Master's Peace In Industry
A poem by Ernest Antony©Ernest Antony 1930
"Let there be peace between us, slave," my master said to me;
Yes, let us now co-operate for peace in industry.
Though bitter strife has heretofore between us two prevailed,
Oh, let us lay aside the sword, its power now has failed.
Now usually he curses me, and calls me Bolshevick,
When he puts greater pressure on and I am forced to kick;
So, in my childish ignorance. I thought the day was here
When slaving lambs with master lions, might lie without a fear
But, oh, how sad an error 'twas, as I was soon to find.
For master had in view a peace of quite a different kind.
His formula of peace was this—that I should harder toil,
For lower wages, so that he could gather greater spoil.
And his intent was but to gain by innocent consent,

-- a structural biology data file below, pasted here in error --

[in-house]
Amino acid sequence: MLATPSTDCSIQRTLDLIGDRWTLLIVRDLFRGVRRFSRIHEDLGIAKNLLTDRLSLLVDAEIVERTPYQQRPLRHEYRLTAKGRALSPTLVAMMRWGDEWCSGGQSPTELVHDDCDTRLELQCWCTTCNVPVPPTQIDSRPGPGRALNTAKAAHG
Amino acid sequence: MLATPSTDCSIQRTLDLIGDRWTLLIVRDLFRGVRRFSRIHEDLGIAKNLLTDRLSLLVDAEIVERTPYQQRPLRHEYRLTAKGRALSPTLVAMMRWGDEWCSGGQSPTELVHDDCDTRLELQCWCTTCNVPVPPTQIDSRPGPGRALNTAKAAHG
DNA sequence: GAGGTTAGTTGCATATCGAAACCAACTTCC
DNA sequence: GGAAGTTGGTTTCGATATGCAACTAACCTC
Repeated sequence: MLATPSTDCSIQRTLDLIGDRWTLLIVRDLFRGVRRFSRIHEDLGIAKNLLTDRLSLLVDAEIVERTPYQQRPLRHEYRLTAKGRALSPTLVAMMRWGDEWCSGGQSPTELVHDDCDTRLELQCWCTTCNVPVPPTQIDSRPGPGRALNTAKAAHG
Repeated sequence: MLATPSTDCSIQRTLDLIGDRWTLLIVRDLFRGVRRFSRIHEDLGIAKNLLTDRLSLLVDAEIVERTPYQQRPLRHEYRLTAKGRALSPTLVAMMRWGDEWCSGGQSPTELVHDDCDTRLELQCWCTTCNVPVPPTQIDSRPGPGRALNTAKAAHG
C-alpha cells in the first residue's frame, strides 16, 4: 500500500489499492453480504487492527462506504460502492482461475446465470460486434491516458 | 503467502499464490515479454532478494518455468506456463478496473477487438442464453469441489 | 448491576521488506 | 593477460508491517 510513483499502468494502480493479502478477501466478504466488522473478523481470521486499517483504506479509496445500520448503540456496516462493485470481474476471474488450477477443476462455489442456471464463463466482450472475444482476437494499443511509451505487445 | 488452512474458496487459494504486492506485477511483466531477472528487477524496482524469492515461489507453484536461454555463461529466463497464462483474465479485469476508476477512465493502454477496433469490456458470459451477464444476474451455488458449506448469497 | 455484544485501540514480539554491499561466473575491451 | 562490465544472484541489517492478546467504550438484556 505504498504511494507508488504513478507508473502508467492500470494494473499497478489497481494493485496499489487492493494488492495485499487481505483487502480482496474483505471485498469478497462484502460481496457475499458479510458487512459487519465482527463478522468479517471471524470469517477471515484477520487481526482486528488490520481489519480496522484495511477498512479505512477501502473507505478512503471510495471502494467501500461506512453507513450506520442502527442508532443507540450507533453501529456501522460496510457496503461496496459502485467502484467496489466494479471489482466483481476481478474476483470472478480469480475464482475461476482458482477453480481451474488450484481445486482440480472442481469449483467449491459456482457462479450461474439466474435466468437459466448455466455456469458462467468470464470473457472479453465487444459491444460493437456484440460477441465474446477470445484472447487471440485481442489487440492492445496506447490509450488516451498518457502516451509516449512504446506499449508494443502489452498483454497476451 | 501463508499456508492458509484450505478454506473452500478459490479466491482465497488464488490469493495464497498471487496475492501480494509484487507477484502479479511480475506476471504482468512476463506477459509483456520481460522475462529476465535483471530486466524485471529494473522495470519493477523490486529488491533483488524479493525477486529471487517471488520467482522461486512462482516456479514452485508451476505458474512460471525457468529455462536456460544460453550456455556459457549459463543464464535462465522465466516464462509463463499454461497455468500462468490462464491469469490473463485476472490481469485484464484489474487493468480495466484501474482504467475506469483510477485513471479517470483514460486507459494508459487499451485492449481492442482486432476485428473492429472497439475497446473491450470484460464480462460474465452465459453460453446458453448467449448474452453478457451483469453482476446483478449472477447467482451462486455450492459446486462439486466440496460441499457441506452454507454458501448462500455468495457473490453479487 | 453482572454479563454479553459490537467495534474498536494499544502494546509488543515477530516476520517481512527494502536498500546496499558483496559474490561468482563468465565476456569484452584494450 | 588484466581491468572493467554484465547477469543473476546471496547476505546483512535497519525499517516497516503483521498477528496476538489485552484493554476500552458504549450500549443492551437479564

To slave and starve a little more and be much more content.
That I should make no effort to prevent him stealing more.
Is quite a simple way to end the economic war.
If he wants peace in industry, and bigger profits too,
The slaves are going to suffer more than they already do.
His peace gives no assurance that he'd be satisfied,
Before the race of slaves have all from slow starvation died.
This poem is in Ernest Antony's book of thirty three poems titled The Hungry Mile and published in Sydney in 1930.
Ernest Antony and the Hungry Mile Launch of Second Edition 2008
The Hungry Mile And 'Maritime Invisibility' by Rowan Cahill and
Ernest Antony: Forgotten Poet by Rowan Cahill
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